What are Odd-Toed Ungulates?

Michael Anissimov
Michael Anissimov

Odd-toed ungulates consist of ungulates (hoofed animals) with an odd number of weight-bearing toes, either one or three. Odd-toed ungulates make up a mammalian order, Perissodactyla. Members include tapirs, rhinos, horses, zebras, and asses. Odd-toed ungulates are not nearly as important economically as even-toed ungulates like pigs and cattle, but they are admired by nature-lovers and equestrians. They have a worldwide range, from the South/Central American tapir to the African Zebra. Odd-toed ungulates are hindgut fermenters, meaning that they digest cellulose in their intestines rather than stomach.

Zebras are odd-toed ungulates.
Zebras are odd-toed ungulates.

Unlike their cousins, the even-toed ungulates, odd-toed ungulates have relatively simple one-chambered stomachs. They are often generalized as unusually large, and the smallest odd-toed ungulate (the tapir) has a weight larger than that of most men. The largest odd-toed ungulate is the White Rhinoceros, which is as long as 4.2 m (13.75 ft), about 1.85 m (6 ft) tall, and weighs as much as 4,500 kg (10,000 lbs), or four and a half tonnes. The White Rhinoceros is the largest land animal in the world after the elephants.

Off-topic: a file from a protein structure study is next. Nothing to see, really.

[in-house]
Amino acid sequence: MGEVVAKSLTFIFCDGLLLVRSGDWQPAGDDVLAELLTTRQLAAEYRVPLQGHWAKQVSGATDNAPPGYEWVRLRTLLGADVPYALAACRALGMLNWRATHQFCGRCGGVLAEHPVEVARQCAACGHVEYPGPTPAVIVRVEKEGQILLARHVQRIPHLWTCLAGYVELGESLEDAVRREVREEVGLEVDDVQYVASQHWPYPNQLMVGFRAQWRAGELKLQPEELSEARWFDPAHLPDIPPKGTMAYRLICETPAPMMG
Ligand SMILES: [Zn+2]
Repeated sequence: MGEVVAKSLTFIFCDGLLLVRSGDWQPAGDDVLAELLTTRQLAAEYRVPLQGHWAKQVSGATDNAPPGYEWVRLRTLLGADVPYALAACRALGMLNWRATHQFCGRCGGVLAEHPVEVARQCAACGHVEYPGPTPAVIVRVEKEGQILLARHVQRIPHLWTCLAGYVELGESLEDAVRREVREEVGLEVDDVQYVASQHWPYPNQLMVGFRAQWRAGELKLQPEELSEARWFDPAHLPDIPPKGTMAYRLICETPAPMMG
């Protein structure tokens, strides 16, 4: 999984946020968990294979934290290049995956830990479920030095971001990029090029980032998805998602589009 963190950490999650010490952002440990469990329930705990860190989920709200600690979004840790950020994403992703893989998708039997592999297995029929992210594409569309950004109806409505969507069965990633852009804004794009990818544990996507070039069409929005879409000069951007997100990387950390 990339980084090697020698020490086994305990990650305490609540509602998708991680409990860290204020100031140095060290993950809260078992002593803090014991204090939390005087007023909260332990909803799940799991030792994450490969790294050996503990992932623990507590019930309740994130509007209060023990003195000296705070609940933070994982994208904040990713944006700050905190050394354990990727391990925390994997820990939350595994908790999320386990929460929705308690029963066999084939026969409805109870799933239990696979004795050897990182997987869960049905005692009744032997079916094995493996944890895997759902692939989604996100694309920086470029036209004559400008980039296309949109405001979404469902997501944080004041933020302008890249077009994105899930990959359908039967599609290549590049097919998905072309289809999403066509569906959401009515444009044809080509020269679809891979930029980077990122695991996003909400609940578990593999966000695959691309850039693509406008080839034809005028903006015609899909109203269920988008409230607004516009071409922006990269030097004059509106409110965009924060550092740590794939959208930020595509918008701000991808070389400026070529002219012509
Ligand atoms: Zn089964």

Like most other mammalian orders, odd-toed ungulates first evolved in the Early Eocene, about 50 million years ago, not long after the extinction of the dinosaurs. Very quickly, the odd-toed ungulates spread out across all the world's continents. Horses and tapirs originated in North America, while rhinos evolved in Eurasia from tapir-like ancestors and went on to colonize the entire world. Though there have historically been 15 families of rhinoceros, only 3 live today, and many of the species are endangered.

One of the most famous odd-toed ungulates is the extinct Indricotherium, also known as Paraceratherium, a huge rhinoceros-like animal with a long neck that is the largest land animal that ever lived. Dwarfing today's elephants, Indricotherium was about 5.5 m (18 ft) tall at the shoulder, over 8 m (26 ft) in length (without the tail), with a head height of no more than 7.5 m (25 ft), and a skull length of 1.35 m (4.5 ft). Grazing tall trees in Eurasia between about 30 and 20 million years ago, Indricotherium is often compared to a small sauropod because of its dimensions.

Michael Anissimov
Michael Anissimov

Michael is a longtime wiseGEEK contributor who specializes in topics relating to paleontology, physics, biology, astronomy, chemistry, and futurism. In addition to being an avid blogger, Michael is particularly passionate about stem cell research, regenerative medicine, and life extension therapies. He has also worked for the Methuselah Foundation, the Singularity Institute for Artificial Intelligence, and the Lifeboat Foundation.

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